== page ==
We can only hope that Ford will proceed now with uncharacteristic humility, and with more eagerness to learn the rules that govern his position than he has thus far demonstrated.

7 comments so far

  1. company2keep (@company2keepinc) on

    I first learned the principle Mayor Ford had difficulty with when I ran for Grade 8 class president several years ago. I stepped aside.

    Cathie Guthrie

  2. Sebastian on

    Do you believe politicians should have any other obligations other than their political work? One can always draw the argument that they will conflict with each other, in a very broad sense. What should he have done in you opinion.

  3. Sandra felton on

    When will we the people hold our officials accountable for their actions?

  4. Kirk on

    I’m with Ford on this one. The context makes all the difference. Reading your post, Ford could’ve solicited those donations for himself. In fact, he used City of Toronto letterhead to solicit small change donations for a local, public, kid’s sports team. This was procedurally improper, sure. Similarly, voting on the matter – whether he should lose his job over it – was procedurally improper on his part, too. But hardly worth the kiss of death; there are more proportionate responses available.

    Procedure is, and should only ever be, the handmaiden of justice – and this is something the electorate understands. It would be unjust, in this context, to oust an elected mayor over a defect of procedural adherence which, to paraphrase you, laypeople (ie, the electorate) wouldn’t probably understand. Talk about public perception and shaking the public’s faith in their governance system. I can hear the barbershop conversations now, “Some city this is. The man goes out of his way to raise money for our kids to play sports, and ends up losing his job over it. To hell with all of them!” If anything, the more trouble Ford gets into with the $6 latté sipping urban crowd (like the ones who put procedure over substance), the more galvanized his support, and the tighter his grip on power, becomes. While some of Ford’s supporters – and Ford himself – might not be as comfortable with abstract knowledge (like COI’s) as some of Ford’s detractors are, their heads aren’t 40,000 feet high, adrift in the clouds of abstract learning, but are instead skipping along the surface of day-to-day life. And for those puny-minded earth dwellers, raising money for a local football team shouldn’t get ya fired, broken procedure or not. Thus, this will promote public perception of public institutions, not detract from it, and democracy is strengthened, not weakened.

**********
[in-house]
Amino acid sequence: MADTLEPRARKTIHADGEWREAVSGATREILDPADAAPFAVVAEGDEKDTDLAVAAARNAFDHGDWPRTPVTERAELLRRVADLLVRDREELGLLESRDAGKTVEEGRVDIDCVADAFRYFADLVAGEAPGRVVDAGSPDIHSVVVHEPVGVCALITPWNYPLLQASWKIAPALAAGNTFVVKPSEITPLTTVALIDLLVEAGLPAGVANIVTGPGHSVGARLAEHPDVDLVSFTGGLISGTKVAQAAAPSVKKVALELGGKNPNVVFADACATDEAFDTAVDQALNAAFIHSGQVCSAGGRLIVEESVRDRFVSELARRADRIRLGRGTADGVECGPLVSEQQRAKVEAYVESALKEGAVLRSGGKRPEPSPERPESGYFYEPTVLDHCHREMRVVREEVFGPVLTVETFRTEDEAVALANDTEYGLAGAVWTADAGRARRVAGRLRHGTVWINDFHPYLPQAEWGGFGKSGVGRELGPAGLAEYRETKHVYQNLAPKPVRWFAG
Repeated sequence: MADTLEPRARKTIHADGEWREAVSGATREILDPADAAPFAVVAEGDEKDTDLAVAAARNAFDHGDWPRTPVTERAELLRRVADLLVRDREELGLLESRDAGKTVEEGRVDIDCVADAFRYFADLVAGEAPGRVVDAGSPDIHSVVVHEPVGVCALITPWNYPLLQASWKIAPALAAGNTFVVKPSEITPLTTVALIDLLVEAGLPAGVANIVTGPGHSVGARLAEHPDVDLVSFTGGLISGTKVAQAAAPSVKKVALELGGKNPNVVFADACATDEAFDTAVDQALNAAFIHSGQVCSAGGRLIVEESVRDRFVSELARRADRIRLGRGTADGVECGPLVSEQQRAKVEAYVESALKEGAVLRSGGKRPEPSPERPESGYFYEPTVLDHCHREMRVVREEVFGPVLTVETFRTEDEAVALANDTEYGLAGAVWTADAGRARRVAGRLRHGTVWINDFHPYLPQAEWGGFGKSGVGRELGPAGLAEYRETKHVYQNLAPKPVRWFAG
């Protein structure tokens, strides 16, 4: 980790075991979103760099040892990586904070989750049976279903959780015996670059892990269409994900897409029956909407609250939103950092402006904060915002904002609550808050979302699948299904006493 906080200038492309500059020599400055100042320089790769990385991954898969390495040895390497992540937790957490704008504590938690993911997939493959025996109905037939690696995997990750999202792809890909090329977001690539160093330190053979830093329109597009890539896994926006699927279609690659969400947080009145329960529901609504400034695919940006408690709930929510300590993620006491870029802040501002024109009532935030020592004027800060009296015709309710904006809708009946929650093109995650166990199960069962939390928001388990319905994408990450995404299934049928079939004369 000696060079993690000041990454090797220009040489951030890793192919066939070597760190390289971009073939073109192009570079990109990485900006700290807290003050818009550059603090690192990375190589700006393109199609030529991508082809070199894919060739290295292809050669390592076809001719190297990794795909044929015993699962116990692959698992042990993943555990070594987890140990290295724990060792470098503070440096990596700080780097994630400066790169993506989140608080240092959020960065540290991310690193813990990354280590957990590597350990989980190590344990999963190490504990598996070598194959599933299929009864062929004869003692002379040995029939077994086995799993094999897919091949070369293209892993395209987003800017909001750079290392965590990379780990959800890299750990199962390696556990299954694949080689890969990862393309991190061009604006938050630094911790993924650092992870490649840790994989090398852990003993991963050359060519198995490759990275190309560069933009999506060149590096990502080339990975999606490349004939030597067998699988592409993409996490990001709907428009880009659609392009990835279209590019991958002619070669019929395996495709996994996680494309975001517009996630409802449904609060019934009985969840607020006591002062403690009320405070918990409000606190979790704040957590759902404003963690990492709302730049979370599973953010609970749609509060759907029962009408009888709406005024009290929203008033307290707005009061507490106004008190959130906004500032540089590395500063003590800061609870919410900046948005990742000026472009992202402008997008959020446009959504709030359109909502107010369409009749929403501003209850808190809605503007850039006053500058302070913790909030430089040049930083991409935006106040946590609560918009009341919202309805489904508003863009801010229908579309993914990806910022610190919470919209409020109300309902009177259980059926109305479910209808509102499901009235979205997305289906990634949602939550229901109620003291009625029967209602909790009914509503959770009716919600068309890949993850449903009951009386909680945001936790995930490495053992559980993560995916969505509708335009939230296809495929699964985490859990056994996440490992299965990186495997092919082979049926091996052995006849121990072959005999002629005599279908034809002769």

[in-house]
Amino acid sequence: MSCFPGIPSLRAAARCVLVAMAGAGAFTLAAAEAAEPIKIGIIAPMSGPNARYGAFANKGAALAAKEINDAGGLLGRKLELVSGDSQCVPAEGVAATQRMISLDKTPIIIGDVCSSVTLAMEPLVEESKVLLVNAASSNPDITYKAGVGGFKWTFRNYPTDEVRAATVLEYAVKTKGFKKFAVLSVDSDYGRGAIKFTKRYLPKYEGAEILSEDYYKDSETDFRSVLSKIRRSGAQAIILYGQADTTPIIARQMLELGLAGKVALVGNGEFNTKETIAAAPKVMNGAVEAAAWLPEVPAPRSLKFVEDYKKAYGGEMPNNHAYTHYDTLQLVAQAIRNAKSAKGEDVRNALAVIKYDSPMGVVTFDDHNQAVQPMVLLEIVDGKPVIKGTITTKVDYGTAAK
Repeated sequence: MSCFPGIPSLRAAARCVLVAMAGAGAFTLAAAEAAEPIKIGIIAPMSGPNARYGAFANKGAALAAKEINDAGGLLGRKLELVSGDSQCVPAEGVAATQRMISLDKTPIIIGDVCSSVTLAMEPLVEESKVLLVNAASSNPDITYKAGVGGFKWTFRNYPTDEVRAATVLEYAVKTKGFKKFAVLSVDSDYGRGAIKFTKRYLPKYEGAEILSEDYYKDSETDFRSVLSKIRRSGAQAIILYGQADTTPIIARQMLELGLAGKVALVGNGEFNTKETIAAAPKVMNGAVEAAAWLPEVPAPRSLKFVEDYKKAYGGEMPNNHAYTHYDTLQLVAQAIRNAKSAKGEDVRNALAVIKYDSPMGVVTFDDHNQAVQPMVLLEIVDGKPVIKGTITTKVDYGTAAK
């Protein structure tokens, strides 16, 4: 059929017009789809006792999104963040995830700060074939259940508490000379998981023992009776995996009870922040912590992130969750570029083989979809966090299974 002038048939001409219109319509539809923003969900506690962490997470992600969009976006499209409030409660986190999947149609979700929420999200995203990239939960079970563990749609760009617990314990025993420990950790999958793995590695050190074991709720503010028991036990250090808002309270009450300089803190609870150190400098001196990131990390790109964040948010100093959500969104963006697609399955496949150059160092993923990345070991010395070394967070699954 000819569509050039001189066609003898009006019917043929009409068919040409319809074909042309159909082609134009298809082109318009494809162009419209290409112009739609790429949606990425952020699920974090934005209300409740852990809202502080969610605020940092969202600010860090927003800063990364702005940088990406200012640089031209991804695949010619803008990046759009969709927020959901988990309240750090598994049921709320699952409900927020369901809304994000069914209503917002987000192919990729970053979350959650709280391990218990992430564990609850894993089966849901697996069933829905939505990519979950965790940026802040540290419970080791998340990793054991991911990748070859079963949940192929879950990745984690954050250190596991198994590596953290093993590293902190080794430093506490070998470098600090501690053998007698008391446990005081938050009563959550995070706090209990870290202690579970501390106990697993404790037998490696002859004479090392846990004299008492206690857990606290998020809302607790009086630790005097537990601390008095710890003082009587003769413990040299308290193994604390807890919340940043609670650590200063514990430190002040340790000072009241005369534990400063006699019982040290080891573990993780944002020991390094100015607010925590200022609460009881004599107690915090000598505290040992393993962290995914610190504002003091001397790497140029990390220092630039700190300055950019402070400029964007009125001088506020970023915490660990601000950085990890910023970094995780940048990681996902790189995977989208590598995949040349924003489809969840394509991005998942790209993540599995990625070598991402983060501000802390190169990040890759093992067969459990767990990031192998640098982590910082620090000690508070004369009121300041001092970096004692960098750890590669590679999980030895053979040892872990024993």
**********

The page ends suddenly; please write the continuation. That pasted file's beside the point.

• Chris MacDonald on

      Thanks for your comment, Kirk. But the court case wasn’t about the fundraising; it was strictly about the vote. As for alternative, more proportionate responses, the Municipal Conflict of Interest Act unfortunately offers none. It’s a rather crude piece of legislation. As far as I can see, the original trial judge had little choice. It may well be that the judges of the appeals court used a strange little technicality to avoid what they saw as a greater injustice.

  5. Kirk on

    Right; the case wasn’t about fundraising, it was strictly about the vote, yet the vote was about fundraising. That is the issue of context I spoke of above, and the connections the electorate would rightly make between the fundraising and the vote. As for the availability of responses, if the CA located a legal ‘out’, then the TJ could’ve too. Outside of that – I mean, outside of the strict, letter of the law – judges are nothing if not discretionary, and where there’s a judicial will, there’s often a judicial way.